On 03/13/2013 09:56 PM, nrickert wrote:
> I do agree that is confusing. Most people would probably read “1 day”
> as “at most one day” rather than “between one and two days.”

it is not at all confusing…

i’m not saying you were not confused, i’m saying it is possible to
not be confused, because the release day and time has been set for
months and months as March 13, 2013 at 1400 GMT, see (for example)
http://turing.suse.de/~coolo/opensuse_12.3/ (and other places)

no matter at all what those “count down jpgs” say…don’t even look
at them, look at the calendar/clock on this wall and you will know
when to fetch: http://www.timeanddate.com/time/map/


dd
openSUSE®, the “German Engineered Automobile” of operating systems!

I find it very annoying too. That banner is just not right, unless there are suddenly more then 24 hours in a day.

The page were you can get 12.3 did state the right time and date, I will admit that.

To me (but that is very personal) it sounds as very irresponsible system managent when you have several machines running, that you then plan to upgrade all of them asap (and when I read you, you mean with asap: the very second) after a new relaese is out.

When I had several systems (and I do have them), I would first wait a few weeks until the dust settles down. Then I would try somewhere in a sandbox environment to see what it does to my environment, my applications, etc. And then maybe, I would install system by system, leaving enough time in between to catch bad surprises.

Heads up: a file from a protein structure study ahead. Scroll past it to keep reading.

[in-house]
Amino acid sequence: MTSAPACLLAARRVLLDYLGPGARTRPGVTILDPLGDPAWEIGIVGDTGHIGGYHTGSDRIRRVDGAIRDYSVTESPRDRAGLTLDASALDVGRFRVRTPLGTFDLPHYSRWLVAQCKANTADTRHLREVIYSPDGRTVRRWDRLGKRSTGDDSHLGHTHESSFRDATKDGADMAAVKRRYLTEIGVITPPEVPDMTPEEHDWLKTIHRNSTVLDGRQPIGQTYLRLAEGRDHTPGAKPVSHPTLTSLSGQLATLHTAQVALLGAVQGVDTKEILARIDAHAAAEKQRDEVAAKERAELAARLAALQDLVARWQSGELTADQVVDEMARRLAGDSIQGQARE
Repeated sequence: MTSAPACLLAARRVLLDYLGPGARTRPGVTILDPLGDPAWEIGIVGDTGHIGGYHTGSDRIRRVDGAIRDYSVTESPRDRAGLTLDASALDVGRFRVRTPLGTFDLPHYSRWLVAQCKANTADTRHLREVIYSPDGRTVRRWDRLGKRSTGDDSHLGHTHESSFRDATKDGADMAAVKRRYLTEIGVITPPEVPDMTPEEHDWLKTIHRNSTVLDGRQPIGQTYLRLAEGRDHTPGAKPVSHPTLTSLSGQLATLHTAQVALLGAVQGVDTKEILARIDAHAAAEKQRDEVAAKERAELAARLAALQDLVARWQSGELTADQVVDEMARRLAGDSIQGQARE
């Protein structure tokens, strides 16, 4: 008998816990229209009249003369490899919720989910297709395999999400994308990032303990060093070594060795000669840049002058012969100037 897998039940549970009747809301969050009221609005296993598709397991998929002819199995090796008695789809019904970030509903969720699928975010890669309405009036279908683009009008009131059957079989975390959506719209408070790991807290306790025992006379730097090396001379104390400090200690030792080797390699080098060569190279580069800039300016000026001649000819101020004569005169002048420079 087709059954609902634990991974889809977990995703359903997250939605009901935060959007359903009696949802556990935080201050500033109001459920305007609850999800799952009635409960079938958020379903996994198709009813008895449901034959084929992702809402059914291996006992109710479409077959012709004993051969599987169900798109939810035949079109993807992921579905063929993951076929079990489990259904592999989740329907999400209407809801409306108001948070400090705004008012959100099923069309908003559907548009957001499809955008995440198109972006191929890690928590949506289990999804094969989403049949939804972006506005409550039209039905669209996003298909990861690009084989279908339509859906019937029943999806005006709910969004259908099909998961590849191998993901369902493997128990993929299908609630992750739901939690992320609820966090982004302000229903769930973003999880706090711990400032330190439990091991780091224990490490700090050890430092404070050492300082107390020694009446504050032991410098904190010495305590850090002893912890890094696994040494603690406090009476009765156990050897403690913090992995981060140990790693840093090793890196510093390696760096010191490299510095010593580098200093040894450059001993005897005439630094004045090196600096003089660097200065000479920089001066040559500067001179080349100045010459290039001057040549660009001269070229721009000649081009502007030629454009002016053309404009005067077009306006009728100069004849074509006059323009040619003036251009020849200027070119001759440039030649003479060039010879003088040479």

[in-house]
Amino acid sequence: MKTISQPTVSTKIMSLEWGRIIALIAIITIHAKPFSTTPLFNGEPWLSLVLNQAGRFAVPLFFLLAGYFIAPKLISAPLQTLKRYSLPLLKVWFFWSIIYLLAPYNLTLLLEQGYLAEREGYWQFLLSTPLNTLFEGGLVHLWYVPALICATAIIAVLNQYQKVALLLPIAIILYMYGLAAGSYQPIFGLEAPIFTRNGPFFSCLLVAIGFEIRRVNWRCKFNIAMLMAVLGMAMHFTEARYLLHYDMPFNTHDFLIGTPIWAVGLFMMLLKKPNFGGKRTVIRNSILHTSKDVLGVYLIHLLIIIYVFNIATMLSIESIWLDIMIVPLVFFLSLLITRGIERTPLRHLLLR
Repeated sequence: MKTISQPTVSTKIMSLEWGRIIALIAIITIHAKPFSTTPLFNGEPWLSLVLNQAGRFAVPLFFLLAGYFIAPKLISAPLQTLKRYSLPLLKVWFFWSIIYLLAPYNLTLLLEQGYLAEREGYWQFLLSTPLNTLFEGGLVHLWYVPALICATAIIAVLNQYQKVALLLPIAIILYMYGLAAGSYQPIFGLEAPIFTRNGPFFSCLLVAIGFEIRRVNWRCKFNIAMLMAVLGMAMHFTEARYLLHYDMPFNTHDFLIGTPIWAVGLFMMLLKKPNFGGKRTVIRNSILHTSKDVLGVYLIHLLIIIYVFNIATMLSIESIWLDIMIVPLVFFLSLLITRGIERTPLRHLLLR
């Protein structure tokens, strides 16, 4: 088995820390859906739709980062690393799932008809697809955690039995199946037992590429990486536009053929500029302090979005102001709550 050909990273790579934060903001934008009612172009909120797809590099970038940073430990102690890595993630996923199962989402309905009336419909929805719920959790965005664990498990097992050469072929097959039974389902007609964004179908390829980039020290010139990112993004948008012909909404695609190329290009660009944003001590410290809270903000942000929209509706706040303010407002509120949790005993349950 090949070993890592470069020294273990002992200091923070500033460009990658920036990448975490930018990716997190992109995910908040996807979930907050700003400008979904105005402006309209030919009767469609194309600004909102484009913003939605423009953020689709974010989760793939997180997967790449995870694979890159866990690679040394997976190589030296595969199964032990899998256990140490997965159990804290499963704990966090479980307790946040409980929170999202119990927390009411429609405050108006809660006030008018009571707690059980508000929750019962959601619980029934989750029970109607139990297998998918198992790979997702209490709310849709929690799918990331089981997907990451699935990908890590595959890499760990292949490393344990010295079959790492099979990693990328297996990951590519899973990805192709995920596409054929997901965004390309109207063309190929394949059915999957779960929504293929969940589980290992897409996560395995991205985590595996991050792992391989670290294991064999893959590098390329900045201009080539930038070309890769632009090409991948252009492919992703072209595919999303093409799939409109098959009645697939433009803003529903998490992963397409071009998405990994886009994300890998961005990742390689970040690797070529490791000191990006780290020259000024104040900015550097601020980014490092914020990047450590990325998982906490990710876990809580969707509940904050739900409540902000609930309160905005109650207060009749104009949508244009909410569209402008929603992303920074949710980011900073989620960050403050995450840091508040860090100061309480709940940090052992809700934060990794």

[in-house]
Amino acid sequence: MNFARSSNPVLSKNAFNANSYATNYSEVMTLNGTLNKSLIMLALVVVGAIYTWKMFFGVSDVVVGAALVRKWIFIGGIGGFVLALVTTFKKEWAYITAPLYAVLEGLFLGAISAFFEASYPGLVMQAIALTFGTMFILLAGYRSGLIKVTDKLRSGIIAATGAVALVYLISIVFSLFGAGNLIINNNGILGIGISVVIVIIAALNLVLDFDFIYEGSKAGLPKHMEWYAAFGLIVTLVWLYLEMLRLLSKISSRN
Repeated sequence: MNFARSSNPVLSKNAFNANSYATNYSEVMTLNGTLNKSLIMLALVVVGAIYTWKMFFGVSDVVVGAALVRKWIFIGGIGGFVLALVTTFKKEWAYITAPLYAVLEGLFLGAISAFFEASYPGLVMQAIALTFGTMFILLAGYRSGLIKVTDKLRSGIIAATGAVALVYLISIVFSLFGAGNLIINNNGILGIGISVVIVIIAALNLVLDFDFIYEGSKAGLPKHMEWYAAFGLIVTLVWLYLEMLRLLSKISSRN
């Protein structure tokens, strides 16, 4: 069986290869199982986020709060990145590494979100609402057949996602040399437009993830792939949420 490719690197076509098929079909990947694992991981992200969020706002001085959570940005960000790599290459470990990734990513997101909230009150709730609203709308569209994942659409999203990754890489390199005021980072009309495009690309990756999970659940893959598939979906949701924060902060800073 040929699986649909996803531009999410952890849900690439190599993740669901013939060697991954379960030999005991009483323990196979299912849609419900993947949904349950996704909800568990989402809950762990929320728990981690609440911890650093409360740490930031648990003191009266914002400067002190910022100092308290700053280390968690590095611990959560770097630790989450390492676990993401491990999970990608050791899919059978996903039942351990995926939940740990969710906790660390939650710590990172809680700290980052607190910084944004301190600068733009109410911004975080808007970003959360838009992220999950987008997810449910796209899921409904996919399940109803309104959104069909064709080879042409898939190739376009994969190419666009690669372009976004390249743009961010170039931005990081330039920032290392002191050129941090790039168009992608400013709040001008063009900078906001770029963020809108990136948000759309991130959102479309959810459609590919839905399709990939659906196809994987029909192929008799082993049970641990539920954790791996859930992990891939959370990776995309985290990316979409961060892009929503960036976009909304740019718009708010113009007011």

And that only when I would upgrade. I normaly keep a version until it goes out of support and then probably skip versions.

I know that such a focus on stability and availablity as I have is not needed in all cases, but your behaviour is realy something without any patience.

Of course you may act as you want with your systems, but …

On 03/14/2013 11:46 AM, hcvv wrote:
> I know that such a focus on stability and availablity as I have is not
> needed in all cases

i agree it is not needed in all cases, but if more folks around here
moved with such deliberateness and thought, there would be a lot less
panic cries with subject lines like: HELP - URGENT!!

unfortunately too often followed not long thereafter with an
infantile like “I’m going back to Ubuntu/Mint/Windows/Mac/[whatever].
You can keep this sorry ¤%#@!!!” (and, they never seem to have time
finish that last sentence with: “on which i refused to read any
documentation or follow any advice from the old people because it
should be free AND easy AND user friendly AND do what I expect it to
do, no matter what!!!”


dd

In the case of 12.3, there were a bunch of important fixes I wanted to get urgently. I also do upgrades as quickly as I can so I won’t have to worry that something might go wrong and break my system. But that’s just me… theoretically it is safest to do it slowly.